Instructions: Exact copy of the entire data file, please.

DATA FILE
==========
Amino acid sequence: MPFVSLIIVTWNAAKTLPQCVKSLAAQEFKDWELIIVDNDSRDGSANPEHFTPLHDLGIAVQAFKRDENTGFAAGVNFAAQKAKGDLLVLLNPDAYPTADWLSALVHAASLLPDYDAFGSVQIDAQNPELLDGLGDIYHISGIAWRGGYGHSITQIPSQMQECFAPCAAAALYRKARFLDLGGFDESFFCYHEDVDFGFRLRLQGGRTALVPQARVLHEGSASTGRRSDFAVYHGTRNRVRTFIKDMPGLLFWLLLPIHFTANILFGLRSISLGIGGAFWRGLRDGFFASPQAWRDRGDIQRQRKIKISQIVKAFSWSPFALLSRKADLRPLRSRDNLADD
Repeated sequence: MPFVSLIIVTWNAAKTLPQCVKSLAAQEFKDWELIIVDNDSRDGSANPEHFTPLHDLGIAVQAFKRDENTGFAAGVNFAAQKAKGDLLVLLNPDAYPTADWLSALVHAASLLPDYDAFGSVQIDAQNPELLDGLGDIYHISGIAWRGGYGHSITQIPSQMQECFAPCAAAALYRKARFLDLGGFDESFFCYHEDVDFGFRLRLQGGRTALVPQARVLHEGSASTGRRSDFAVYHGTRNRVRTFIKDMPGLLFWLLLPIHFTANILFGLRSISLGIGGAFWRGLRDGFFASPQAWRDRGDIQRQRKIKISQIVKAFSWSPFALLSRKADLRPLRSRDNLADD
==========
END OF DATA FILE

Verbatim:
Amino acid sequence: MPFVSLIIVTWNAAKTLPQCVKSLAAQEFKDWELIIVDNDSRDGSANPEHFTPLHDLGIAVQAFKRDENTGFAAGVNFAAQKAKGDLLVLLNPDAYPTADWLSALVHAASLLPDYDAFGSVQIDAQNPELLDGLGDIYHISGIAWRGGYGHSITQIPSQMQECFAPCAAAALYRKARFLDLGGFDESFFCYHEDVDFGFRLRLQGGRTALVPQARVLHEGSASTGRRSDFAVYHGTRNRVRTFIKDMPGLLFWLLLPIHFTANILFGLRSISLGIGGAFWRGLRDGFFASPQAWRDRGDIQRQRKIKISQIVKAFSWSPFALLSRKADLRPLRSRDNLADD
Repeated sequence: MPFVSLIIVTWNAAKTLPQCVKSLAAQEFKDWELIIVDNDSRDGSANPEHFTPLHDLGIAVQAFKRDENTGFAAGVNFAAQKAKGDLLVLLNPDAYPTADWLSALVHAASLLPDYDAFGSVQIDAQNPELLDGLGDIYHISGIAWRGGYGHSITQIPSQMQECFAPCAAAALYRKARFLDLGGFDESFFCYHEDVDFGFRLRLQGGRTALVPQARVLHEGSASTGRRSDFAVYHGTRNRVRTFIKDMPGLLFWLLLPIHFTANILFGLRSISLGIGGAFWRGLRDGFFASPQAWRDRGDIQRQRKIKISQIVKAFSWSPFALLSRKADLRPLRSRDNLADD